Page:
The product stands to have far-reaching impact. Over 200 million people currently suffer from urinary incontinence, an affliction which can bring about a host of complications, including pressure ulcers, falls and urinary tract infections.

Introducing smart briefs into the workflows at nursing homes and hospitals would save significant time, allowing clinicians to better care for patients’ complex needs. No event has highlighted the need for adaptations like these to be made more than the current pandemic, which has exposed shocking deficiencies in healthcare systems globally.

“You need to deal with the basics first and have the right resources for the basic care so you can really deep dive into the geriatric special needs,” says Viduka. 

A winning combination 

Webb and Viduka first met at Maastricht University, while both were enrolled in a Master of Science in Healthcare Policy, Innovation and Management.

“We weren’t friends to begin with, but as the only North Americans on the programme, we had an eye for each other,” recalls Viduka.

“Towards the end of the programme, we ended up always on the same teams,” says Webb.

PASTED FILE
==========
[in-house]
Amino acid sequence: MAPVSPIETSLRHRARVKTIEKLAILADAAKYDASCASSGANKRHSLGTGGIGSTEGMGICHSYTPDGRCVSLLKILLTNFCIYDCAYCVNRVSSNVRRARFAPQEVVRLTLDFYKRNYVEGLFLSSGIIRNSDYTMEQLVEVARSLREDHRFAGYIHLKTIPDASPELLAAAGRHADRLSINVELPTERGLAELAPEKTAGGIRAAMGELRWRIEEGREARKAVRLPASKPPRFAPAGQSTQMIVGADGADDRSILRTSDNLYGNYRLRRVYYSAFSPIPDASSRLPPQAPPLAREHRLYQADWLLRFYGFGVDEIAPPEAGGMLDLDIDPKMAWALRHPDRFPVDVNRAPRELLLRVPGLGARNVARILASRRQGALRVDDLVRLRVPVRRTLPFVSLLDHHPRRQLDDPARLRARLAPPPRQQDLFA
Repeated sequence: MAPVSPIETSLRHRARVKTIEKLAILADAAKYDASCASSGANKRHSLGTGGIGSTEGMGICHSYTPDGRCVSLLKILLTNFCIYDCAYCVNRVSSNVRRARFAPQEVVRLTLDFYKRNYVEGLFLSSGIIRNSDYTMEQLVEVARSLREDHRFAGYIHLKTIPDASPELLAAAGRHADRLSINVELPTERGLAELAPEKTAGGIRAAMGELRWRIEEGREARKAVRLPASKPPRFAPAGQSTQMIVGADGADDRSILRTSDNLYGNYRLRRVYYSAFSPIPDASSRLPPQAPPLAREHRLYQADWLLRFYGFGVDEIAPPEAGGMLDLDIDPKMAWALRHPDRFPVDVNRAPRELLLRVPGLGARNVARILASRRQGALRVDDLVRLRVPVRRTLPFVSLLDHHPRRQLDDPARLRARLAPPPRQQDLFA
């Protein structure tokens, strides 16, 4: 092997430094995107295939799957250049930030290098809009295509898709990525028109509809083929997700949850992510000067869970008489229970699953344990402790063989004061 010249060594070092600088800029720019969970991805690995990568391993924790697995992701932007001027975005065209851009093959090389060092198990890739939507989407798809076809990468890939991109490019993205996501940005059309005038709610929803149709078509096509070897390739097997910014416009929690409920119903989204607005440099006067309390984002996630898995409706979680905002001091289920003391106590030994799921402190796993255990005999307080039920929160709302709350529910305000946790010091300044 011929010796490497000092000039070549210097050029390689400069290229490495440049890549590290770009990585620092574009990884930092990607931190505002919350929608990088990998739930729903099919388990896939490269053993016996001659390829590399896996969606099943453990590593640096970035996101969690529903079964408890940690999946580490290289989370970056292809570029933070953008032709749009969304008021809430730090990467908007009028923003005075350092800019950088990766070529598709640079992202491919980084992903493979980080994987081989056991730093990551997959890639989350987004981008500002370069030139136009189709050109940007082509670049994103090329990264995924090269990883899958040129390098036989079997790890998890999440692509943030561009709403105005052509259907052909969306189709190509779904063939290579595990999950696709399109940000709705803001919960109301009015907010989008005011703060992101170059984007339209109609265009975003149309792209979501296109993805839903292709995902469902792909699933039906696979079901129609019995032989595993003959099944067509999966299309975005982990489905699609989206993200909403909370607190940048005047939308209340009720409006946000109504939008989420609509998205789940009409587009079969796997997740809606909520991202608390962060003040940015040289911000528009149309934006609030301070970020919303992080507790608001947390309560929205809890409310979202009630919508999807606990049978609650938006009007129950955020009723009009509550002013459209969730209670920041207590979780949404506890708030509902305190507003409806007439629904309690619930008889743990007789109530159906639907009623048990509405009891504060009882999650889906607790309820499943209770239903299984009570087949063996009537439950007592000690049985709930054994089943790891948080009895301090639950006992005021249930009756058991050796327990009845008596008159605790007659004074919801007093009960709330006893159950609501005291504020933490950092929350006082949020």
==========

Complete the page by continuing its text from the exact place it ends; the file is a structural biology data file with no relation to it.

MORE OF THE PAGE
“…doing projects together, and killing them,” Viduka adds.

Advosense was born in November 2018, Berlin during hackathon ‘Hacking Female Health’ – an event powered by Vision Health Pioneers partner Hacking Health, when the pair joined forces and worked as part of a team called PeriPower.

“Martina and I were sitting next to each other and I was, like, “Martina, you have to pitch something about geriatrics. Otherwise, all of these solutions are going to be about other problems that are not as inspiring to you,” recalls Webb.

PeriPower emerged victorious, a success prompting the pair to consider taking their idea to the next level. Fast forward a couple of years, a place on Fraunhofer’s AHEAD programme, a name change and now as part of Vision Health Pioneers Incubator’s first cohort, the team have set their sights on eventually bringing their product to German hospitals and nursing homes, with a view of later pitching to North American and more European markets.

But that’s still quite far down the line, as a lot of expensive processes involved in bringing medical devices to market – and making sure they are safe, effective, and usable  –  lie ahead. Two big challenges present themselves now: finding funding and validating the product.